A first-time offense for simple pot possession in Kansas will earn you a misdemeanor charge on your record, up to a $2,500 fine, and even a year in jail. Get popped a second time and you could be looking at a felony.
But if the pro-cannabis advocacy group Kansas for Change has their way, that may be about to change for the better.

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In 1999, the voters in Maine approved the state’s first medical marijuana bill with a lopsided 61% approval. A decade later, the law was improved upon to allow for storefront dispensaries and to broaden the list of acceptable medical conditions that marijuana could be recommended for. In 2011, the law was built upon once again, protecting patients’ rights by making many registration processes optional.
In November of 2013 Portland, Oregon became the first city on the east coast to legalize recreational marijuana use for adults over the age of 21. In November of this year, the city of South Portland became the second.
Statewide recreational marijuana legalization -similar to what we’ve seen in Colorado, Washington, Alaska, and D.C. – appears to be inevitable in Maine.

Indiana State Sen. Karen Tallian.

Emboldened by recent federal developments that seemingly gives states more authority to regulate medical cannabis, an Indiana state Senator says she’s ready to (once again) push a medical marijuana bill through the state legislature.
State Sen. Karen Tallian has unsuccessfully ran marijuana-related bills for years (including decriminalization measures) that didn’t even get the respect of a hearing in a committee. But Tallian says that the time is right to have a real discussion about legalizing marijuana for medical uses in her state and urged Republicans on the other side of the aisle to get their heads out of the sand.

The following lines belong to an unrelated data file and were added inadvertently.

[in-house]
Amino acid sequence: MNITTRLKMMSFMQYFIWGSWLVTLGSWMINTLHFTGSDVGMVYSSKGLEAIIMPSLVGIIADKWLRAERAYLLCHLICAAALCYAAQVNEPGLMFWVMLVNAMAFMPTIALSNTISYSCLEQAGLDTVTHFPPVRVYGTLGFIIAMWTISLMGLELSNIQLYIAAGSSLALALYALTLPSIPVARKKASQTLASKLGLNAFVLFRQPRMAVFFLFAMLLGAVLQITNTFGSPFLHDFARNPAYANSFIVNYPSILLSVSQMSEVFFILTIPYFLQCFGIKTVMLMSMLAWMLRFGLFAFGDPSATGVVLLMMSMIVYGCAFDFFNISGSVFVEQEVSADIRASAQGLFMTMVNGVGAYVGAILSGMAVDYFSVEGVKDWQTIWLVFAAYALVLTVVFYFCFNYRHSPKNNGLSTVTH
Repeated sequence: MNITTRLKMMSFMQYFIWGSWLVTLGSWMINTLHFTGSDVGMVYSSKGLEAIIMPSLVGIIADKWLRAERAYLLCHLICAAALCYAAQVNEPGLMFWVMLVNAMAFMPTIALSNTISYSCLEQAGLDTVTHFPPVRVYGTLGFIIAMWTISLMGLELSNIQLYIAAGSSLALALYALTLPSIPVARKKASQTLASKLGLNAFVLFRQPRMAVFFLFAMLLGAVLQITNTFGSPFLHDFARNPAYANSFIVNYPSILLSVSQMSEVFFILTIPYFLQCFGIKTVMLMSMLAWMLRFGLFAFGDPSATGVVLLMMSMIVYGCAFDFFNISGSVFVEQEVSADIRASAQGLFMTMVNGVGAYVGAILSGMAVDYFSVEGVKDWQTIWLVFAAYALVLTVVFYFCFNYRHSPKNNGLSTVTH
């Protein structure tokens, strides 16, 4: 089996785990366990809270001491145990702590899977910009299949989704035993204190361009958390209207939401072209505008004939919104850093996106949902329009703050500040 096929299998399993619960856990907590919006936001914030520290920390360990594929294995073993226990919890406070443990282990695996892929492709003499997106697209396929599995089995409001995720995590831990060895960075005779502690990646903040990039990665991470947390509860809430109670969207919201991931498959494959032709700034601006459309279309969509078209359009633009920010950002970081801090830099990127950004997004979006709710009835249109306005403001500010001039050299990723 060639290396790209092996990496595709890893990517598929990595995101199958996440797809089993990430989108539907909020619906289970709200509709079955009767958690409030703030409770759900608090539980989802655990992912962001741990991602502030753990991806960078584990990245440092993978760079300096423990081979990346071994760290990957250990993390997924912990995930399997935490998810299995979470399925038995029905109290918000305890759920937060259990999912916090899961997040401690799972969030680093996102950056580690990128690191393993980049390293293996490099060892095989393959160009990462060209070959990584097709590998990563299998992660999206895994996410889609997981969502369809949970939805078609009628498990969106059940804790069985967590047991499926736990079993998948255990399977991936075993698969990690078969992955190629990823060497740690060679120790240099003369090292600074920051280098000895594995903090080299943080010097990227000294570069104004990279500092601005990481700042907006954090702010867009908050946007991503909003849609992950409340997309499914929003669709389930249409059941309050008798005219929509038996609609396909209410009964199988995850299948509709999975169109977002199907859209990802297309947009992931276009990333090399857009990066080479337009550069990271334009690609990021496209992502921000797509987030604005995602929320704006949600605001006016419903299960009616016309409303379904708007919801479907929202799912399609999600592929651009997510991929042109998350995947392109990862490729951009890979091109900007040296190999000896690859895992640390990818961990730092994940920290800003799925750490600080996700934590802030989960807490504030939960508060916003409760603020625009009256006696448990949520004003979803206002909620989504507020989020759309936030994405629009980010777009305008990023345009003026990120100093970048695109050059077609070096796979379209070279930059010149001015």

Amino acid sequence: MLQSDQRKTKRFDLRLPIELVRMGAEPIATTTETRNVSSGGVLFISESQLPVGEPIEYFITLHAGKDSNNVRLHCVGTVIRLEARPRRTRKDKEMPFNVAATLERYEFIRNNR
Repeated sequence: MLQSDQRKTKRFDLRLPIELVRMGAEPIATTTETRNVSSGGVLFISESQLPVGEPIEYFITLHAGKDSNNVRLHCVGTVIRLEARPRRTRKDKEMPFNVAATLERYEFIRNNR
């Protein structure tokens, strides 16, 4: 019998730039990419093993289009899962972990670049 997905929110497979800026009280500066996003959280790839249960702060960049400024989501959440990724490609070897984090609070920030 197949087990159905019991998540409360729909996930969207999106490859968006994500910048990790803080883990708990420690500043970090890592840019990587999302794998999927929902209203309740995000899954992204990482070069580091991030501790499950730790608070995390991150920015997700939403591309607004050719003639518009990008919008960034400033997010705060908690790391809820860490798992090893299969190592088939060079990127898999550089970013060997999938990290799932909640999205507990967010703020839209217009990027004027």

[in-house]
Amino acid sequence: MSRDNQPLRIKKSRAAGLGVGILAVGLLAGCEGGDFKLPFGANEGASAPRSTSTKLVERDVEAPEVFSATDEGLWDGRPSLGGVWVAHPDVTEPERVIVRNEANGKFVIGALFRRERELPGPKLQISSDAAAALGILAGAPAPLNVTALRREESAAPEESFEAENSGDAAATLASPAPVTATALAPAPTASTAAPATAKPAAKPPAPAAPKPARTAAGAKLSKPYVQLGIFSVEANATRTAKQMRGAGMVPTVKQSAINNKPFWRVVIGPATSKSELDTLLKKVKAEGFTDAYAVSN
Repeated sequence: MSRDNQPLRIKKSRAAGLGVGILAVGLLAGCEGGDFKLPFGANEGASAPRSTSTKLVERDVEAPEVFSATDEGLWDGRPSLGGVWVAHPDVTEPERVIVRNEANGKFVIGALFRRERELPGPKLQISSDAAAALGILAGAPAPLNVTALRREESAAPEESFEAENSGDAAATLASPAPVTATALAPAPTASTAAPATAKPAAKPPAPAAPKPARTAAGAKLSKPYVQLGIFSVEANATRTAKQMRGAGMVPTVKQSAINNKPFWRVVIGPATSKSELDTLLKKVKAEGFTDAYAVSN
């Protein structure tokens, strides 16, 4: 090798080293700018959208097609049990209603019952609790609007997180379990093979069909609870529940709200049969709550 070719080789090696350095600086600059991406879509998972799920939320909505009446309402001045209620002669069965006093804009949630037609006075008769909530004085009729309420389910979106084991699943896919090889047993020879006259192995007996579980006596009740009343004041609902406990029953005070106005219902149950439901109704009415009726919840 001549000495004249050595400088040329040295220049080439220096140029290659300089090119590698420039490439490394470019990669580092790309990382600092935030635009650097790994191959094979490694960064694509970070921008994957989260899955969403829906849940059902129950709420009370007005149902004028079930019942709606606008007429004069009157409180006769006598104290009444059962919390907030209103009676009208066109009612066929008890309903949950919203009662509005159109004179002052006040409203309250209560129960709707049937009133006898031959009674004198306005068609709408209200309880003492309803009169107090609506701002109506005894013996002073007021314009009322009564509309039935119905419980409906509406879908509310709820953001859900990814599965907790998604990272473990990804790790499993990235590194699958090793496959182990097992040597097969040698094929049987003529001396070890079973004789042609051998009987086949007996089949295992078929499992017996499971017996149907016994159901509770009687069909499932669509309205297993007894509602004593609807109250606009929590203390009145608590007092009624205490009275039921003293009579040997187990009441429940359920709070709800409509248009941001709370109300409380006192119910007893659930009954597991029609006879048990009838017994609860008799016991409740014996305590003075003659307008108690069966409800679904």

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Florida For Care, the group that put together a bipartisan Blue Ribbon Committee to dictate regulatory standards had the medical marijuana amendment passed back in November, is hosting a couple of conferences they’ve dubbed “The Future of Medical Marijuana in Florida.”
With Amendment 2 defeated in the polls in November, the group is moving forward to start, as they put it, “strategizing and planning in advance of Florida’s Legislative Session.”
The next legislative session is scheduled for March.

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A bill filed Monday in advance of the upcoming session of the Texas Legislature would make the maximum penalty for the possession of less than an ounce of marijuana a $100 fine. The fine would not count as a criminal conviction and could not considered as such by anyone performing a background check.
Current Texas law classifies the possession of any amount of marijuana less than 2 ounces as a Class B misdemeanor, punishable by up to six months in jail and a fine of no more than $2,000. In 2007, the state passed a law allowing for marijuana users to cited for the misdemeanor and released. Harris, Dallas and Tarrant, the three biggest counties in the state, have not adopted cite-and-release, but Dallas has signaled its intention to do so as part of a January 2015 pilot program.


In a move that political pundits and cable news carnival barkers are calling a “bi-partisan victory” the U.S. Senate narrowly avoided another damaging government shutdown by passing a last-minute multilayered spending bill over the weekend to keep the gears turning in Washington D.C. until at least September of next year.
To see just how convoluted and counterproductive our political process has become, you need look no further than this spending bill, and buried deep within in it, one Republican’s response to the weed legalization movement that he sees surging through state politics, including the nation’s capital.